Title: AI: The Somnium Files - Nirvana Initiative
Developer: Spike Chunsoft
Release Date: June 24, 2022
Reviewed On: PC
Publisher: Spike Chunsoft
Mystery games make up some of my favorite titles, but for them to stand out, they need more than a raw mystery to work. You can have a great action movie with just great action, fantasy stories become cult classics when they show up with buckets of lore, and historical films just inject dramatization into things to win Oscars. But in a mystery story, you need characters to start it, emotional investment to stay into it, and a potent climax, so the narrative hits its stride when the cards begin to be revealed for maximum impact.
AI: The Somnium Files was my favorite game from 2019, and I’m a huge fan of mystery games, especially the works written by Kotaro Uchikoshi, but they aren’t known for doing well saleswise, no matter their quality. So when a sequel was announced, with Akira Okada, the assistant director, now in the director’s chair, and Kotaro Uchikoshi back to the writer, I was all in from the get-go.
AI: The Somnium Files – Nirvana Initiative, hereafter referred to as Nirvana Initiative because otherwise, we’d be here all day, is a murder mystery adventure game with a dual protagonist split in the vein of classic Uchikoshi visual novels. It stars Mizuki, the foster daughter of the previous game’s protagonist, who has super strength (don’t worry about it), and the new kid on the block Ryuki Kuroto. These kids are special investigators for ABIS, the Advanced Brain Investigation Squad.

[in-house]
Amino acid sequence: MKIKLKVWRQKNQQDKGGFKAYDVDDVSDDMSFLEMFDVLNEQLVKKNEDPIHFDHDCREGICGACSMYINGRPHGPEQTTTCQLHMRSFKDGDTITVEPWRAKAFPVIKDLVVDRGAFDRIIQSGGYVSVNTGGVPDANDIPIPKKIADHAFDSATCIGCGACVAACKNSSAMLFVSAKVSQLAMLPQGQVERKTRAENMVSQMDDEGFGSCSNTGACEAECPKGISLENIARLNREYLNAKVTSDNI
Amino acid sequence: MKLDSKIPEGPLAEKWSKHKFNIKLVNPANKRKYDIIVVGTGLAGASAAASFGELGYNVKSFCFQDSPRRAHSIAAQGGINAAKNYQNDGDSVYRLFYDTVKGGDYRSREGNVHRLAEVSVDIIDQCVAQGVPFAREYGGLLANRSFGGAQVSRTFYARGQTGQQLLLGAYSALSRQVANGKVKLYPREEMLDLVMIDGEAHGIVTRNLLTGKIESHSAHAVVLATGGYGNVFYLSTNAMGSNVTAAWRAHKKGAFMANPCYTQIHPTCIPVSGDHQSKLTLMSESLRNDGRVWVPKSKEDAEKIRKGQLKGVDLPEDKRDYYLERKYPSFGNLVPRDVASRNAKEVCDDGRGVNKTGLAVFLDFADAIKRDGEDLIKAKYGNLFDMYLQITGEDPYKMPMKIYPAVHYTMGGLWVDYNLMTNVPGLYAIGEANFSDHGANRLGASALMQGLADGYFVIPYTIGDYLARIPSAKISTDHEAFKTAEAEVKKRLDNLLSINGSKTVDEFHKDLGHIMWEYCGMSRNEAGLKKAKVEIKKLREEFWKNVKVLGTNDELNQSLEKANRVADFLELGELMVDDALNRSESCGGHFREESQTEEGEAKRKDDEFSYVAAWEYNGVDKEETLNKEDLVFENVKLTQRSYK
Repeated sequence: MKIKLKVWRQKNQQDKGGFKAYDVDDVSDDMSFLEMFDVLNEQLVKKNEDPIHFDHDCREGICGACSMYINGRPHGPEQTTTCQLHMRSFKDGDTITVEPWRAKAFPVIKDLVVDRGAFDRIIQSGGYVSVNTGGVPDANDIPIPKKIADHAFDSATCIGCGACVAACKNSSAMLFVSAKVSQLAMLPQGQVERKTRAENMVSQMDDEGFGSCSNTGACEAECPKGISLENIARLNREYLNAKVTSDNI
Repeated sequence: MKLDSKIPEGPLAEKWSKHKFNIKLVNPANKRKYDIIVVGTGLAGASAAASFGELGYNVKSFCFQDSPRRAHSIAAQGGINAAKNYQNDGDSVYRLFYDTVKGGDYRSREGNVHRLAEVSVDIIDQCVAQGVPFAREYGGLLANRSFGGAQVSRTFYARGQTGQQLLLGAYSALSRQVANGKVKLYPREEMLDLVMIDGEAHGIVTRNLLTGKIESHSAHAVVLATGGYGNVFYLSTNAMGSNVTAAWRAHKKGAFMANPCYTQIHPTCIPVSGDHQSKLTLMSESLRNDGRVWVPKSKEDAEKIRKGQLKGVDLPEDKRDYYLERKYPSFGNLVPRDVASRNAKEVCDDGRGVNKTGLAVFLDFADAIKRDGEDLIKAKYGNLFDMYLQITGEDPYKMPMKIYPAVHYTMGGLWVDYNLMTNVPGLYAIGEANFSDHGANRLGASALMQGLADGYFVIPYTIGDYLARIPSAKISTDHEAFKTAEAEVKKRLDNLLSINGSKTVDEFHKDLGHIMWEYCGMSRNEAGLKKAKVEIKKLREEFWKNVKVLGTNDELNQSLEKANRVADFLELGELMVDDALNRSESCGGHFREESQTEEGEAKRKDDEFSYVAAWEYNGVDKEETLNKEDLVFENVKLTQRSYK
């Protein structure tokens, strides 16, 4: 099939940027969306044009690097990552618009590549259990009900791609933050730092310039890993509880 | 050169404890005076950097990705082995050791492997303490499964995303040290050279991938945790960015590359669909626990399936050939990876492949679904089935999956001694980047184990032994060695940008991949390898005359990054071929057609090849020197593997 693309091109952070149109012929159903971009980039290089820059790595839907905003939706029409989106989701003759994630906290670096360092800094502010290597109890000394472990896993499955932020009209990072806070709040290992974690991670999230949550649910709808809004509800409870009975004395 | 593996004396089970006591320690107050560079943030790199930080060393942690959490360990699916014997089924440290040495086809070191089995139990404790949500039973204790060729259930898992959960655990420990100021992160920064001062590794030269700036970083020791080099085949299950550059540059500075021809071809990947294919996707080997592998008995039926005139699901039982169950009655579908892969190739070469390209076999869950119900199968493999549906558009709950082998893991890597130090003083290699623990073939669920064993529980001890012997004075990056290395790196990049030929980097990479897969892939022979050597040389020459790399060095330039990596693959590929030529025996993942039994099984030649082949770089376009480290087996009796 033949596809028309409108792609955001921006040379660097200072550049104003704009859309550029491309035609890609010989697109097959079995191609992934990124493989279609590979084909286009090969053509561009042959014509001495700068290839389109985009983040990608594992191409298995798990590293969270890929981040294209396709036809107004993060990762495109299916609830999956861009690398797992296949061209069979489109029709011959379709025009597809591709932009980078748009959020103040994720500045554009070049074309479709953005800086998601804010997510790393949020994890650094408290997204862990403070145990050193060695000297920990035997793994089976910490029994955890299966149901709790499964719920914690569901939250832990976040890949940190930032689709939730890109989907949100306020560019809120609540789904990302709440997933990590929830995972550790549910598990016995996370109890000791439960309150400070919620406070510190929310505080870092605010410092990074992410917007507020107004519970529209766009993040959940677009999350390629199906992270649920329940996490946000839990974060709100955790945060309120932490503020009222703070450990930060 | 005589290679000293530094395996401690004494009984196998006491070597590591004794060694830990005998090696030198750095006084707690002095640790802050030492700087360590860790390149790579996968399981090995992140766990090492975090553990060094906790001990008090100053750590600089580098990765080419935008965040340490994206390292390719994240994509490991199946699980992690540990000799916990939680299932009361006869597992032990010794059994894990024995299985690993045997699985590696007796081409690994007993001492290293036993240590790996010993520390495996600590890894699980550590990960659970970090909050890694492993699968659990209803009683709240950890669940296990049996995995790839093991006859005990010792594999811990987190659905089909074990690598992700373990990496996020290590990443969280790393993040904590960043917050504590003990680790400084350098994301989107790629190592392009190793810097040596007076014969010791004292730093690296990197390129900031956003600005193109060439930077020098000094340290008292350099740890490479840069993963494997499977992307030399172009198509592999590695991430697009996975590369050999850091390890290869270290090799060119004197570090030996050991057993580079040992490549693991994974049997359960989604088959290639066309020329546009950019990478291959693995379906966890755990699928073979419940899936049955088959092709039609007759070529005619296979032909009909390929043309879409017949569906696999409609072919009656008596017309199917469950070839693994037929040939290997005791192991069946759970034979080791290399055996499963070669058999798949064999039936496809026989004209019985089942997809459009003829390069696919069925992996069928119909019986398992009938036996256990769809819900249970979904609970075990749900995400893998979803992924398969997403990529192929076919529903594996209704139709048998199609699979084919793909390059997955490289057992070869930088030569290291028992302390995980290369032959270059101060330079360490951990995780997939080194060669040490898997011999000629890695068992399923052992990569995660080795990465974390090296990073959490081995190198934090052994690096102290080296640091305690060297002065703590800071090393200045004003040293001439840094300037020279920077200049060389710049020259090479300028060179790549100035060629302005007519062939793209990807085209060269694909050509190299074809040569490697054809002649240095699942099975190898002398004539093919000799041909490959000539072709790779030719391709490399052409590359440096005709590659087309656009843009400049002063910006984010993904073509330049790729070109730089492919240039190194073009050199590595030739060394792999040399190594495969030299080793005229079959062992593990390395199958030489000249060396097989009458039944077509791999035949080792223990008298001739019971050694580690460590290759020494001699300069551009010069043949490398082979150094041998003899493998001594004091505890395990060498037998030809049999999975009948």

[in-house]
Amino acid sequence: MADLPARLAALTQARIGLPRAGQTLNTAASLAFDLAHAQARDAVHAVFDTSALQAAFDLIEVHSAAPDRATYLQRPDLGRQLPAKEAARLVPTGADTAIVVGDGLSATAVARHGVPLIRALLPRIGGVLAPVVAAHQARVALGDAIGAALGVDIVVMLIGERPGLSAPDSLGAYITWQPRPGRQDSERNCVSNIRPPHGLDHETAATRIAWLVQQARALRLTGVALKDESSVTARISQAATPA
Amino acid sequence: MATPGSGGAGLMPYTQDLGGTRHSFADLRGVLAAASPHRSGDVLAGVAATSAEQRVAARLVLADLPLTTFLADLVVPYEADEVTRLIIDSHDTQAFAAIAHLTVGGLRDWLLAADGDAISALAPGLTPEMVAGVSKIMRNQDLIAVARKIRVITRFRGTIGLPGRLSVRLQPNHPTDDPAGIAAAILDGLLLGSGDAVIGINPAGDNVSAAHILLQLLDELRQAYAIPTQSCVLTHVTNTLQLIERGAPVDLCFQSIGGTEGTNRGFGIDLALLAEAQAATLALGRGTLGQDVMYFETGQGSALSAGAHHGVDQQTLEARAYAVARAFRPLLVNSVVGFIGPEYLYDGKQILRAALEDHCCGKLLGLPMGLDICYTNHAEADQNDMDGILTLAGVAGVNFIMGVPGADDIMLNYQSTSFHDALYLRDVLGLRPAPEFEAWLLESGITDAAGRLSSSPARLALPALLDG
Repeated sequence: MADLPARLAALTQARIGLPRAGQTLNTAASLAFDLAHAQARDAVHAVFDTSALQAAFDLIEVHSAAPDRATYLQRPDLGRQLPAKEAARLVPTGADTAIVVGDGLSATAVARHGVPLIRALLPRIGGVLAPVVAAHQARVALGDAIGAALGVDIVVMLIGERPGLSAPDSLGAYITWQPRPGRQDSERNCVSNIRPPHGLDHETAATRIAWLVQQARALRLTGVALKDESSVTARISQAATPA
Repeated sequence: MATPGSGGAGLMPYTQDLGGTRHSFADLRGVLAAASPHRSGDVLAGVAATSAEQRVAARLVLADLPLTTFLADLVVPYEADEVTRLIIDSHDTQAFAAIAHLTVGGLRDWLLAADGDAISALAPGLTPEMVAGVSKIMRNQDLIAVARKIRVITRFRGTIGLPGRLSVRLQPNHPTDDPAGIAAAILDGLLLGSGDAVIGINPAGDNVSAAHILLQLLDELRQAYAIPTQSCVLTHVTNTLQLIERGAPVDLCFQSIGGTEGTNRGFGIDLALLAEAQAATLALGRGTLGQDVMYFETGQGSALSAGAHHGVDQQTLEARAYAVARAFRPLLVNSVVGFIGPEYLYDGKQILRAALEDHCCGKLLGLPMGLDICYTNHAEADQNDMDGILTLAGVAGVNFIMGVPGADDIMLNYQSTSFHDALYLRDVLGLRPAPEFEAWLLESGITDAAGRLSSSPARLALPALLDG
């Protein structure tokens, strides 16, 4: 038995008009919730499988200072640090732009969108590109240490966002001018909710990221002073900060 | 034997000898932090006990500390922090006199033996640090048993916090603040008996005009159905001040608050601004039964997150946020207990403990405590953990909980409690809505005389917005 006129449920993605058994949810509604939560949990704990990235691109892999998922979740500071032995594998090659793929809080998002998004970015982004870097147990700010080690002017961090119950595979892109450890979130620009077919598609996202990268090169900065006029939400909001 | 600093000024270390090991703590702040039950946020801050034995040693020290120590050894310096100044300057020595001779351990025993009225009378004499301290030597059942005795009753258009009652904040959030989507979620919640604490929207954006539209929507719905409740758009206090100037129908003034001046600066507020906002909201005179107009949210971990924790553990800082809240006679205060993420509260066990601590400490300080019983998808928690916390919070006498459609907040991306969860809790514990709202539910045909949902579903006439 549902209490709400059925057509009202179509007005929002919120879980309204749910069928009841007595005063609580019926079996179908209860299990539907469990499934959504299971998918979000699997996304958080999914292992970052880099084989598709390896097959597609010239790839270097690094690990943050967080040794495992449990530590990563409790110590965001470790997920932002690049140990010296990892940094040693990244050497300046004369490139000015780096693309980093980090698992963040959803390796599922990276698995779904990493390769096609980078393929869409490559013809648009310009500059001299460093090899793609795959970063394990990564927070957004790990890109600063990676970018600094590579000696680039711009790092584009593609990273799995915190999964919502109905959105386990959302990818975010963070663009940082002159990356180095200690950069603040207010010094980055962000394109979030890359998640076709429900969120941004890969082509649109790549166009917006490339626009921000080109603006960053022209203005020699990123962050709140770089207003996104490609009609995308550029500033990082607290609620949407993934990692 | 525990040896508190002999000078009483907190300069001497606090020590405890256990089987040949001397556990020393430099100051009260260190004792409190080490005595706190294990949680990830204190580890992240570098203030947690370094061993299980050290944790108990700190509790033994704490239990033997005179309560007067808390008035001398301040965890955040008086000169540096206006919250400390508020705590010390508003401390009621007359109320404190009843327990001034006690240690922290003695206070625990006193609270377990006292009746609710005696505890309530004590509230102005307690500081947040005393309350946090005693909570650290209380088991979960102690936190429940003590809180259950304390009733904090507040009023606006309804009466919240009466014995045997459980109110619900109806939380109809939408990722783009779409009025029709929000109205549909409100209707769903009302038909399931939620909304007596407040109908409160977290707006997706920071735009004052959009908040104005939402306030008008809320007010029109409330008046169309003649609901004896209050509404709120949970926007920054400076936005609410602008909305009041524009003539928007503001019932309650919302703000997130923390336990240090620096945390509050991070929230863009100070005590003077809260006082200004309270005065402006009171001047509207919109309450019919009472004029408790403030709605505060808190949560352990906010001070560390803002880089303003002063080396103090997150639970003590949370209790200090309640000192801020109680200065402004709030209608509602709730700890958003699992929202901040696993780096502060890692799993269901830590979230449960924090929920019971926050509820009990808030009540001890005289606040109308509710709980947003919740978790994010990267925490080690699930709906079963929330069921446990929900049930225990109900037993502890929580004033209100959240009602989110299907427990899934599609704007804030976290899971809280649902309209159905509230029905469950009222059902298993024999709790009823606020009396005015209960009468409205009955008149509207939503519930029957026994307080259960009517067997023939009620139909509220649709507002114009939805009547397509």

They use a highly specialized piece of technology called the Psync Machine to peer into people’s dreams to solve crimes. Y’know, to obtain information from a suspect or witness that they’re unable, or unwilling, to offer up. (And if you didn’t know, Nirvana Initiative has a spoiler toggle, allowing you to just jump into this game without spoiling the previous game. Although you probably should play the first entry because it’s terrific.)
The case these two are investigating is the Half Body serial killings, which are as brutal as they sound. The killer, who quickly picks up the moniker of ‘the tearer,’ slices people clean in half and leaves half their corpse behind. Uncaught for six years after a seemingly failed investigation from Ryuki, Mizuki finds the other half of an early victim in a baseball field, with a time of death just nine hours prior. So Mizuki gets herself on the case to solve a mystery that left her missing an eye and her foster father, Date Kaname. And the first port of call is Ryuki to find out precisely what happened six years ago.